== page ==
Which are the best trees for bees you can plant in your gardens or maybe a park or wild space near you? Don’t you just love it when you stand under a tree and hear it ‘buzzing’ as the bees collect nectar. But do you know which shrubs and trees bees like? We’ve highlighted the best bee-loving trees that flower in April and May – when our bees are getting super busy after a quiet winter – can you spot any of them where you are?
The Judas Tree (Cercis siliquastrum), sometimes known as the love tree, bursts into colourful life in April with its heart shaped leaves and pink flowers. This small deciduous tree brings a much-needed pop of colour to gardens in early springtime.
The Crab Apple (Malus sylvestris) is a small to medium sized tree with showy flowers in April. In autumn it grows ornamental or edible fruit so provides a good foliage colour for months on end.
Sadly, the ‘normal’ varieties of apple trees are not really trees bees like – although they do collect pollen and help to pollinate them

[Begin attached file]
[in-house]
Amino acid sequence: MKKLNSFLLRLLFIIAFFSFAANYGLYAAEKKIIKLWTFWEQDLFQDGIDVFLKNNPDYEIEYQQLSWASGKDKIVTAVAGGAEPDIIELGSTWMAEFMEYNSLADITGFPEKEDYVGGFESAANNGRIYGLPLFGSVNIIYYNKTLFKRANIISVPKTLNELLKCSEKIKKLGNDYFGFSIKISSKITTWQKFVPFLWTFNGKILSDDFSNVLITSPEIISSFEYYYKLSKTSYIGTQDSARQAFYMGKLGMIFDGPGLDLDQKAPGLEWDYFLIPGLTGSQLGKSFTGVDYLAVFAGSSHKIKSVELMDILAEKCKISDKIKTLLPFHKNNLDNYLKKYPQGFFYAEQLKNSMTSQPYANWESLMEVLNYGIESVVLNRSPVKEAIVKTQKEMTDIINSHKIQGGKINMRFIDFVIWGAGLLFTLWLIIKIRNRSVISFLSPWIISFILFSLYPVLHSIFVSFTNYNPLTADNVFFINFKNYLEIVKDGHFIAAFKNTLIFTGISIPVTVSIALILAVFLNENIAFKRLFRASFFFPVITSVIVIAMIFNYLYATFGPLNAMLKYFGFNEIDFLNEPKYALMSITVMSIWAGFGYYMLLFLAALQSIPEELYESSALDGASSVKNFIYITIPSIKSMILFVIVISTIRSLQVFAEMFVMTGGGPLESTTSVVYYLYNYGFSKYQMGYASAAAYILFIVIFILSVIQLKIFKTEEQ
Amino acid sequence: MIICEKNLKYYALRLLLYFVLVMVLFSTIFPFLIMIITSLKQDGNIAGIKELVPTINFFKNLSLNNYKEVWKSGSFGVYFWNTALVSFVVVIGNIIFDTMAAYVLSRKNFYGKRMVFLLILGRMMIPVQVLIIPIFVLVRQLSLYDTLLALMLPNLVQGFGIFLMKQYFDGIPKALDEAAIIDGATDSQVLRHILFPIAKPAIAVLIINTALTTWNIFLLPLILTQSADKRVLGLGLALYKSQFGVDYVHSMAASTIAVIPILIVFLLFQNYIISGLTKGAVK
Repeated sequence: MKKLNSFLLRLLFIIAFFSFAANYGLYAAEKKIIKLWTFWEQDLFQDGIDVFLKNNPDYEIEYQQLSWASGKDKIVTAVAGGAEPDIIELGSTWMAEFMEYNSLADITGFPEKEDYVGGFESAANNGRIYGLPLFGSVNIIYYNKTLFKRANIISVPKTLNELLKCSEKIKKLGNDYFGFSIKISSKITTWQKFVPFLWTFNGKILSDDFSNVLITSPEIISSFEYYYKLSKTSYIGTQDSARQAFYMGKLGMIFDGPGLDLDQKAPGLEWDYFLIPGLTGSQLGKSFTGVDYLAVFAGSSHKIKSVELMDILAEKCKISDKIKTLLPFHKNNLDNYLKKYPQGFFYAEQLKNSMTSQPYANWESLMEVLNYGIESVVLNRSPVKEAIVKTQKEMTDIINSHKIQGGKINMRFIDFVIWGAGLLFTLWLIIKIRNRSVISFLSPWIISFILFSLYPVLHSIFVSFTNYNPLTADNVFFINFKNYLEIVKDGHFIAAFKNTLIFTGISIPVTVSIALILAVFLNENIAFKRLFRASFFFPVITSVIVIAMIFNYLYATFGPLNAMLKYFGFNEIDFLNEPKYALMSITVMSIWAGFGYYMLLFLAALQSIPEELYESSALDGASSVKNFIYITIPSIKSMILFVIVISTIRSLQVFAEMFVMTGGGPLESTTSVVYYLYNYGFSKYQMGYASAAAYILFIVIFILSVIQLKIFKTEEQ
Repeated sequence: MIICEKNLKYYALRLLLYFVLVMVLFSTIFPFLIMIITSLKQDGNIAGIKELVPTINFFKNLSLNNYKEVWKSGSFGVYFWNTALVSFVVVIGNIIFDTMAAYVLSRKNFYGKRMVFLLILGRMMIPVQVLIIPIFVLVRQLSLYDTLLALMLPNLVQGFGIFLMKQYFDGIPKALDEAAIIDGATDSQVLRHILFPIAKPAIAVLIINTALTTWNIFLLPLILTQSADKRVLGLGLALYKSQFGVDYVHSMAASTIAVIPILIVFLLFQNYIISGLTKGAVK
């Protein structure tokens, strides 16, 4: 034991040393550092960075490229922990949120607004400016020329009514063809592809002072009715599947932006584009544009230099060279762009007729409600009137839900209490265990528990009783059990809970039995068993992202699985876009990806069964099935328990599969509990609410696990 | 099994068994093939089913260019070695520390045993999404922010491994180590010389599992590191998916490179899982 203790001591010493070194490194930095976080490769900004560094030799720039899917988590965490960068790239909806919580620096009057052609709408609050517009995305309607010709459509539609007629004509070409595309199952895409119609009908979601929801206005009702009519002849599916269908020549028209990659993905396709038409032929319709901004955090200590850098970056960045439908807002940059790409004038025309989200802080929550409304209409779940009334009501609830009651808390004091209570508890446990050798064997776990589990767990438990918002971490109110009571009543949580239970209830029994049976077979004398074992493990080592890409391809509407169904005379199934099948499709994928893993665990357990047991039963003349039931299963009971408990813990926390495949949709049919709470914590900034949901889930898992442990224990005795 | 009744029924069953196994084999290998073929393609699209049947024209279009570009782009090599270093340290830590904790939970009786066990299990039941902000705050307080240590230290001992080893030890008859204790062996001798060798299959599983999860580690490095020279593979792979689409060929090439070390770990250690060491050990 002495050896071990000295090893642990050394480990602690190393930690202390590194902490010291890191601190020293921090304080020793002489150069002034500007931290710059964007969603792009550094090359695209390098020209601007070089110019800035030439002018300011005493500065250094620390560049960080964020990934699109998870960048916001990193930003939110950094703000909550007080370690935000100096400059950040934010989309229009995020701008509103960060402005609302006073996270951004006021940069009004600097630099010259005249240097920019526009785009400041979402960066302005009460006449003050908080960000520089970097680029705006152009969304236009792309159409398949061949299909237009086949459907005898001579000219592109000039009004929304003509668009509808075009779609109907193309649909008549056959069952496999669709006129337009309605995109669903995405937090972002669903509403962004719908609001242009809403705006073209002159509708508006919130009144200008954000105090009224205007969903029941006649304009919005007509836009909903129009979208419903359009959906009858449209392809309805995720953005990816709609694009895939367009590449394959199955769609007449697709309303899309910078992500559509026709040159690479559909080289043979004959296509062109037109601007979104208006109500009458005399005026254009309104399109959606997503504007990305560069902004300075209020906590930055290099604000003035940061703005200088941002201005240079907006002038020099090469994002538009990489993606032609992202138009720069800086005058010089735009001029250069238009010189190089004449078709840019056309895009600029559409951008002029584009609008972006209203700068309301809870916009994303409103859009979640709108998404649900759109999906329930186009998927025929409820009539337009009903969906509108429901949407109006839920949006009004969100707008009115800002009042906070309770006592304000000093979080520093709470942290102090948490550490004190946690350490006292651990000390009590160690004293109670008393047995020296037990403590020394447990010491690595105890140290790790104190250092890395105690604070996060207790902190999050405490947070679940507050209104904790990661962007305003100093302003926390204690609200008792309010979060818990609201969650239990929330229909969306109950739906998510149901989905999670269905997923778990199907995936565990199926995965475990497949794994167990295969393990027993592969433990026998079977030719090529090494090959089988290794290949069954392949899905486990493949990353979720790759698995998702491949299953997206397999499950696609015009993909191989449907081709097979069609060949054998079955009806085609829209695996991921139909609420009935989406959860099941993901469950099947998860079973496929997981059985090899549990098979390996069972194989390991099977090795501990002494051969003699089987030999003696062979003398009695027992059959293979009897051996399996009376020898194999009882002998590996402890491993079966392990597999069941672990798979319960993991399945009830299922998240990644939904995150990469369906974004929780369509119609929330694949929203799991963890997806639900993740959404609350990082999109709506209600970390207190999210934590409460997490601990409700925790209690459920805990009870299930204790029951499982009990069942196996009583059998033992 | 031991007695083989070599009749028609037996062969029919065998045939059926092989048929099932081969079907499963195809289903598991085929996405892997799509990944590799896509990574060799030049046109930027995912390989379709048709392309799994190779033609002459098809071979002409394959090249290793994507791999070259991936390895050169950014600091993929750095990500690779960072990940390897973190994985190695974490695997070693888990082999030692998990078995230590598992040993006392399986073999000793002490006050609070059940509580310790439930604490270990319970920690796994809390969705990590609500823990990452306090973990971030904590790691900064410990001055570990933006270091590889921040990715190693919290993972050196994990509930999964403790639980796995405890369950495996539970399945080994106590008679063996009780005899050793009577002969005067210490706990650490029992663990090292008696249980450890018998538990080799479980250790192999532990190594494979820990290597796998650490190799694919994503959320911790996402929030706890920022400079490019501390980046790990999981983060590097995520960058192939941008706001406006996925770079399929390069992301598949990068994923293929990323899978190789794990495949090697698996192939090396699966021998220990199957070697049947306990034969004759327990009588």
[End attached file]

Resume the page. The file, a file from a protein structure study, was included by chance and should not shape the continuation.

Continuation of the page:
The Common Hawthorn has clusters of creamy-white flowers followed by red or black fruits so this one is loved by both bees and birds!
The Pussy Willow with its fuzzy catkins are a magnet to bees with the male pussy willow blooming extra early in the year. Some beekeepers plant them near their hives to help bees through the pollen-limited months.
The California Lilac (Ceanothus) is a compact evergreen shrub with masses of fluffy dark blue flowers from April to June. Bees, butterflies and other pollinators all love this one.
The Woodland Trust sells a fantastic pollinators tree pack which is great value. It contains 210 saplings so suited to growing on a larger plot of land but the list of trees is ideal if you want to purchase just one or two: https://shop.woodlandtrust.org.uk/plant-for-pollinators
Let’s hope we’re all able to enjoy these buzzing trees for years to come #oneplanet
To see more about Neve’s Bees balms, made using our local Oxfordshire beeswax, click here 🙂
…and if you’d like to find out more about how our own wildflower meadow is progressing, here are our series of blog posts